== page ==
Park in Leningrad with view on the Church of the Savior on Blood, ink, white highlights, paper, 1979. (Drawing: Sergei Tchoban © Tchoban Foundation)Cities
The second part, "Everything Begins with the City," takes readers from Tchoban's upbringing in St. Petersburg, Russia, to the present. Early experiences are clearly linked with his life as an architect as well as the theoretical positions he has developed in recent years. Living in two apartments (parents and grandparents) in two parts of the city (city center and new housing development) appears to have planted the seed for an appreciation of the qualities of space found in traditional urban spaces and a criticism of the "lovelessness" of newer developments. As articulated in 30:70: Architecture as a Balancing Act, the 2018 book Tchoban wrote with historian Vladimir Sedov, the majority of "background" buildings — the 70% of the title — need to regain the texture that was second nature in older buildings, many now gone, in order to better relate to the monuments of contemporary architecture that are in the minority but capture more of the attention. While not aping traditional styles, this literal texture is evident in such projects as Veren Place Sovetskaya. The "harmony of contrasts," as he calls it, aims to create "livable, lovable" cities. Projects like this one also illustrate Tchoban's strong conviction that facades should be structural, not treated as thin surfaces clipped on to exterior walls.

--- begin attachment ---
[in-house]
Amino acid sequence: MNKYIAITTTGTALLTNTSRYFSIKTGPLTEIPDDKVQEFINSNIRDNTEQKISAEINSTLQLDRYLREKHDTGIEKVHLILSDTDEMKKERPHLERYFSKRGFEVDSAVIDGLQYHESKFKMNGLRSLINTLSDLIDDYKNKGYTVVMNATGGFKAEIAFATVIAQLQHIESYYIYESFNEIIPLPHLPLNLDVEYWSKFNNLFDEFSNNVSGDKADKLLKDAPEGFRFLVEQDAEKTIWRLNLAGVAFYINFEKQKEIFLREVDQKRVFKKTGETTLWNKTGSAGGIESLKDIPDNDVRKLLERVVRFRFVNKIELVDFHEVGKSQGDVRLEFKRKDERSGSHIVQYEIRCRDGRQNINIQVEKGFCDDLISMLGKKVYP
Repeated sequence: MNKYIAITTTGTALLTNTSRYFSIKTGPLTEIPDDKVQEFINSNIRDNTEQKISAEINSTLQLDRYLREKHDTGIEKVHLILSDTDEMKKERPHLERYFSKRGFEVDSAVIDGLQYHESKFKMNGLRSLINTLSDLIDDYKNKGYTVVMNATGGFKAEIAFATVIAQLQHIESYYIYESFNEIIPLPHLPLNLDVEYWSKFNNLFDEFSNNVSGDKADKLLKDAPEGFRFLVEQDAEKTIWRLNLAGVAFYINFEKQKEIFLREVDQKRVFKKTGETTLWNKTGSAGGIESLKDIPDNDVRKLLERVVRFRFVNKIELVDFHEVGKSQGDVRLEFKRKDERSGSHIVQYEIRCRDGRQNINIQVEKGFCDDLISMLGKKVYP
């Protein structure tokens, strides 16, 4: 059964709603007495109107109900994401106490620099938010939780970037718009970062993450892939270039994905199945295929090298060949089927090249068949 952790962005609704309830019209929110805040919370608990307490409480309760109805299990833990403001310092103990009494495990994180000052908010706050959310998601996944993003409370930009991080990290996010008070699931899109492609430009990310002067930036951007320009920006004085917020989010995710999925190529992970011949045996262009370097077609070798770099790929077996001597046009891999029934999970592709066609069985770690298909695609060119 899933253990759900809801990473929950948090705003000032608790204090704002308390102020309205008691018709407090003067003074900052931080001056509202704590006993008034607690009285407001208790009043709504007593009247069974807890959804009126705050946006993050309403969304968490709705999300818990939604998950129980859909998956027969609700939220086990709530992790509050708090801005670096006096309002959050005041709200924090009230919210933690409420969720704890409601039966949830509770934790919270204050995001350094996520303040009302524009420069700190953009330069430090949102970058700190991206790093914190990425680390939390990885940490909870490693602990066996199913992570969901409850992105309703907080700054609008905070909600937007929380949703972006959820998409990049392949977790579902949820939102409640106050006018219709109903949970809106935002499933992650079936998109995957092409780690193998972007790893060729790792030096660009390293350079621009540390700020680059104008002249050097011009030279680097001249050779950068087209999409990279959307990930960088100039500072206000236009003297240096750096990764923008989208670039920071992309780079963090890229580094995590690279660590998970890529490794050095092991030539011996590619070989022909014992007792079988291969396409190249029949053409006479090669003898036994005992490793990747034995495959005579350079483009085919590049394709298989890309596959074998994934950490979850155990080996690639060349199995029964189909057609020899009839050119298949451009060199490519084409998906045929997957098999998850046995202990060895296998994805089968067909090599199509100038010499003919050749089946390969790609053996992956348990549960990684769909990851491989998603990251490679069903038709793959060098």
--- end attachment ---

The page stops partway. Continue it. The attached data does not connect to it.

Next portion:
Sketch for the Museum for Rural Labour, Zvizzhi, Kaluga, 2015. (Drawing: Sergei Tchoban © Tchoban Foundation)Drawings
The penultimate part, "On Drawing, Collecting and Exhibiting," traces another history: from illustrated children's books to a growing collection of drawings now obtained through auctions and other grown-up means. While Feireiss reminisces about Serafin und Seine Wundermaschine (Beeby and the Funny Machine), "the story of a little kid and his dream house [of] inspiration and lively fancy," Tchoban singles out the Pushkin books by Ivan Bilibin, "whose illustrations were like folk images of Russian art." Collecting started when Tchoban was in his early thirties and bought a print of the first work in Utagawa Hiroshige's One Hundred Famous Views of Edo series. Representations of architecture eventually took precedence over art, and one of the most important illustrators in this regard was Pietro di Gottardo Gonzaga, an Italian set designer in the late 1700s and early 1800s who used sepia-brown ink and watercolor together. Tchoban's own drawings, such as those presented here, clearly owe a debt to Gonzaga's centuries-old technique.